As we discussed recently, it is no secret that market timing is an inherently difficult task for investors at all levels of sophistication, yet many still find themselves susceptible to the market timing trap and its potentially severe repercussions. Just missing the 10 best days in the market over the past 25 calendar years would have reduced returns by more than 50%. Missing the 20 best days was even worse, reducing returns by 69%, while being absent for the 30 best days would have cost a staggering 80%, according to Morningstar.

With the uptick in volatility over the past year, and driven by fears that the nearly decade-long bull market is nearing its end, it has become common for investors to treat bouts of volatility as an imminent sign of a prolonged bear-market (while fundamentals may still suggest otherwise). Instead, investors may be wise to remember that intra-year market pullbacks are not uncommon; in fact they happen almost every year as shown in Chart 1.

 

Chart 1. Short-Term Market Declines are Normal
Annual total returns versus maximum price declines (as of December 31, 2018)

Source: Morningstar. 
The historical data are for illustrative purposes only, do not represent the performance of a specific portfolio managed by Lord Abbett or any particular investment, and are not intended to predict or depict future results. Indexes are unmanaged, do not reflect the deduction of fees or expenses, and are not available for direct investment.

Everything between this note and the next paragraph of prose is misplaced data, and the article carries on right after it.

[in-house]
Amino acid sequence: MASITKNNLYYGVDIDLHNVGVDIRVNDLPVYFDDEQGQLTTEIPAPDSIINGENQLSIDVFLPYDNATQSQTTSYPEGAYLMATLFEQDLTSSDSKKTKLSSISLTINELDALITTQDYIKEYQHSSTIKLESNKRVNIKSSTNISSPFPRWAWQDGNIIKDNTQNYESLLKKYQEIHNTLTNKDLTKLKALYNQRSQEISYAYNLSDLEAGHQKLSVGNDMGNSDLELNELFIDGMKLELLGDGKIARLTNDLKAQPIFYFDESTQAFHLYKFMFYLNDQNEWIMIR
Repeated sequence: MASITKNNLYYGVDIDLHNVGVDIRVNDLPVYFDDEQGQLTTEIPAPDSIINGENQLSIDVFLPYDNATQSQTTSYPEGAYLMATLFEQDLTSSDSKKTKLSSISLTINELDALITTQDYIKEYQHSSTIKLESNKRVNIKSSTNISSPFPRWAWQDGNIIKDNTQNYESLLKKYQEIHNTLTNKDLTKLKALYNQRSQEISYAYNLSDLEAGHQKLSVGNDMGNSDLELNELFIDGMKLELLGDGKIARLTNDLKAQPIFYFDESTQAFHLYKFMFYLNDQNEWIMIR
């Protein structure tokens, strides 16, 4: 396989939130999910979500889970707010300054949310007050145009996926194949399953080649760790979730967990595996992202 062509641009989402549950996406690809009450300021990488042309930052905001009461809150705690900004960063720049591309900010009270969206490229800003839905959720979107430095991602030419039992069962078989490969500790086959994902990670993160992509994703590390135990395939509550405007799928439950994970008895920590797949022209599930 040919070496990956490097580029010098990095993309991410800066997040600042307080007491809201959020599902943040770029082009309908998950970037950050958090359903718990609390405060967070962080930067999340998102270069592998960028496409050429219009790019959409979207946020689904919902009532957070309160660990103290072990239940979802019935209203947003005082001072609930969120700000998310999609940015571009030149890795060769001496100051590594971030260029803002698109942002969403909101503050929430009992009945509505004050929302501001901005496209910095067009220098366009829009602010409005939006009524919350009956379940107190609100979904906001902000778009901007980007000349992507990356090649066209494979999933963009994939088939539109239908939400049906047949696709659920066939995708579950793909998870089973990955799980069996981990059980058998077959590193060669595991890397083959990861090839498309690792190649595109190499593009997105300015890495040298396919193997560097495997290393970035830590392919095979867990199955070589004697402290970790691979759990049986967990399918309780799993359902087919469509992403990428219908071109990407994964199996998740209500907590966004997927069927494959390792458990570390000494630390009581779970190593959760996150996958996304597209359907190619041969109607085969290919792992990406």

Past performance is not a reliable indicator or guarantee of future results.

 

Despite the regularity of intra-year market pullbacks, it is important to remember that equities still managed to finish higher in most of the past 90 years and have delivered returns greater than 12% nearly three-quarters of the time.

 

Chart 2. Since 1926, Positive Annual Returns have Outnumbered Negative Returns, 68 to 25.
Annual total returns for the S&P 500 Index, 1926-2018

Source: Morningstar, S&P Dow Jones Indices, and Lord Abbett.
The historical data are for illustrative purposes only, do not represent the performance of a specific portfolio managed by Lord Abbett or any particular investment, and are not intended to predict or depict future results.  Indexes are unmanaged, do not reflect the deduction of fees or expenses, and are not available for direct investment.
Past performance is not a reliable indicator or guarantee of future results.